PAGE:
Caribbean Articles & Reviews
A Culinary Tour of Jamaica
From roadside jerk stands to bohemian hideaways to white-glove resorts, this Caribbean hot spot has something for everyone. Matt Lee and Ted Lee embark on a road trip to get a taste of what the island has to offer.
By Matt Lee, Ted Lee
Whether they know it or not, most people travel with a muse in mind. For many, it's Jackie O., being whisked in and out of glamorous European settings followed by her matching valises; for others, it might be Percy Bysshe Shelley, lugging a rucksack and a diary to the far side of the Mediterranean to commune with the ancients. For us, it's Bond, James Bond, the British secret agent who set an example no teenage boy could resist, slipping through kitchen doors, wallowing in ditches by day, and miraculously coming up clean to tango with Octopussy at cocktail hour.
James Bond was born on Jamaica, in tiny Oracabessa in the parish of St. Mary. It was here that Ian Fleming brought 007 to life, in 1952, writing Casino Royale, the first in the series, by lamplight in a ranch overlooking the sea. Even though Bond is a fiction, it makes sense that there's some Caribbean DNA in the guy—it's discernible in his barefoot bravado,and also in his inevitable return to a lounge chair under the palms, drink in hand (you know the one), a babe massaging his shoulders as the credits roll.
And yet it's hard to imagine Bond cooped up within the gates of one of Jamaica's all-inclusive resorts (another lucrative concept that was born here). So on a recent trip to the island, we decided to honor our muse by taking a more adventurous route, one that might expose us to the full scope of Jamaican landscapes and opportunities. We would land in metropolitan Kingston, the capital, pick up a basic 4 x 4 (an Aston Martin wasn't readily available), climb 7,500 feet into the Blue Mountains, and then descend to the island's north side. We'd trace the coastal road west, checking into a few select resorts, including Goldeneye, Bond's birthplace. We'd drop in on the commercial bustle of Negril, at Jamaica's westernmost outcropping, before heading to the unhurried agricultural parish of St. Elizabeth and the remote southern coast.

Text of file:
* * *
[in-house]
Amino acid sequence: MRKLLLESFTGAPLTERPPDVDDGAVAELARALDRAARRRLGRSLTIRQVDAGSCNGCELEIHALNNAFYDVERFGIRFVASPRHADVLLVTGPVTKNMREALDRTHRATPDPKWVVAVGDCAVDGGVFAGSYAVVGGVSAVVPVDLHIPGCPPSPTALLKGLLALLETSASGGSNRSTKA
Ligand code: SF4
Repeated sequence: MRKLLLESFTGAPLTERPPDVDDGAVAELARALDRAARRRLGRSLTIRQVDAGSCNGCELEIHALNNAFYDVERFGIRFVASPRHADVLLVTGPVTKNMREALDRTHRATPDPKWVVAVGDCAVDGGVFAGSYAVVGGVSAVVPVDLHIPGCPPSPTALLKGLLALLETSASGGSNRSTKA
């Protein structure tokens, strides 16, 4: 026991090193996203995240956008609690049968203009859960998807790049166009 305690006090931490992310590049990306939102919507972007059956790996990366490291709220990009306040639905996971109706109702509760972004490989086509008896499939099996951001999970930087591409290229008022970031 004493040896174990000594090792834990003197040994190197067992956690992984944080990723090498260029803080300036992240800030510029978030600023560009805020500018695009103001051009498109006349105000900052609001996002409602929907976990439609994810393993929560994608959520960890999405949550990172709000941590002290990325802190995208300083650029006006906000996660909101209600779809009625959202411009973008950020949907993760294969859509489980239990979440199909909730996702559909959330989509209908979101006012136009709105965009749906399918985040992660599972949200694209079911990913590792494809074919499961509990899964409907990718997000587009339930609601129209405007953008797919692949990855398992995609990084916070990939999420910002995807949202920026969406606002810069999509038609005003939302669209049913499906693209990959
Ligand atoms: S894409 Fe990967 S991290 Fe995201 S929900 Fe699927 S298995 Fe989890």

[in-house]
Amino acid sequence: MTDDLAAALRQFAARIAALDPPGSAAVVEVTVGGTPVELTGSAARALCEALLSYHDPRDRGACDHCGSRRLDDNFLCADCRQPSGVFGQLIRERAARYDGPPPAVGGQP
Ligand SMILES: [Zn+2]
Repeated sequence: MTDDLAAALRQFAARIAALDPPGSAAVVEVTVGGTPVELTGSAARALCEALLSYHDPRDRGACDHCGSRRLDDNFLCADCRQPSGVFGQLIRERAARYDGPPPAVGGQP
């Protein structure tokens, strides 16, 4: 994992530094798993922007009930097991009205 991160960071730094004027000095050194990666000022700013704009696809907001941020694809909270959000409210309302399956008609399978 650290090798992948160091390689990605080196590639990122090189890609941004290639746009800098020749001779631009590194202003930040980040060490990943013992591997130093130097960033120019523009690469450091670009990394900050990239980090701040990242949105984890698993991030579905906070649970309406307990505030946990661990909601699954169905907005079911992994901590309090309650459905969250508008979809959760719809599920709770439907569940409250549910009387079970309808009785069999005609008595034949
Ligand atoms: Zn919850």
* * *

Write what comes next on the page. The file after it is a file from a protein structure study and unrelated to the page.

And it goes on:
Or so we thought. As we soon discovered, a ground-hugging Aston Martin wouldn't have made it around the first bend on Jamaica. It was pouring in Kingston on day one, and even our nimble Suzuki struggled with the pizza box-sized potholes, the washouts, and the rockslides of the mostly two-lane A1, the island's north-south thoroughfare. Since there were no route markers, the only sure sign that we were on the right road was the steady stream of gasoline trucks careening around hairpin turns ahead, scattering goats and pedestrians. We hastily abandoned our plans to visit the Blue Mountain coffee plantations at the higher elevations, as it was clear by mile two that we'd never reach our eventual destination by daybreak—if we made it at all.
So we set a slightly less adventurous course and drove straight to Goldeneye, the resort that Chris Blackwell, founder of Island Records, built from the old Ian Fleming estate, at the far eastern end of the string of north-coastproperties that extends from Montego Bay airport. Inside Goldeneye's wrought-iron gates we were greeted by a lush tropical forest of tall African tulips, mango and lime trees, and rare cannonball trees with ropy limbs that hung to the ground. In 1995, Ann Hodges, perhaps Jamaica's most renowned living architect, designed the shingled cottages tucked beneath the vegetation and connected by stone-and-pebble paths. Goldeneye accommodates only 26 people, in six villas decorated with bamboo and batiks in a clean, tropical style we call tiki luxe. Each lodging, with its carefully screened outdoor shower, is far enough from the others to offer total seclusion to the likes of Naomi Campbell and Jim Carrey.
We kicked off our shoes and headed for the cliffside gazebo that serves as the resort's communal dining area and bar. Settled in with our drinks, we looked down from its white-painted deck at the lagoon that surrounds the property, watching as other guests (an even mix of couples and families) shuttled in with their towels and flippers from the private beach, accessible by a tiny ferry. Beyond the beach—the launching point for our Jet-Ski expedition the next morning—we could see the Caribbean. We raised the house cocktail, a blend of dark rums sweetened with pineapple juice and lime, and toasted our safe delivery from the A1. A helicopter fluttered into range, then landed briefly—more guests were arriving.
Goldeneye's kitchen, under Pamela Clarke, endeavors to use local produce from farmers in St. Elizabeth Parish and turns out hearty, if square, island fare. Grilled beef tenderloin and curried shrimp were the features that night, accompanied by a savory shredded coconut-cabbage slaw. As darkness descended, the gazebo glowed like a lantern, and by dessert the skunky perfume of marijuana from the honeymooners' table drifted across to ours.
As we traveled farther west along the coast, under a Caribbean sun at full strength, we were able to steep ourselves in the texture of the Jamaican roadside. We experienced more of the bone-shaking conditions and close calls with cows and chickens on the loose, but we were pleased to find some grace notes as well—examples of the architecture Hodges may have been riffing on at Goldeneye. Tiny towns such as Duncans and Falmouth boasted more than a few pretty pastel houses, verandas with railings of gingerbread fretwork, and cream-colored stone buildings from the 19th century, including a handsome church and parish hall. Corrugated shacks and huts were by far the norm in the countryside, but most intriguing to us were hundreds of hollow cement palaces, frozen in mid-construction, casting a ghostly presence over the island. "Cash flow," a hotelier would later explain.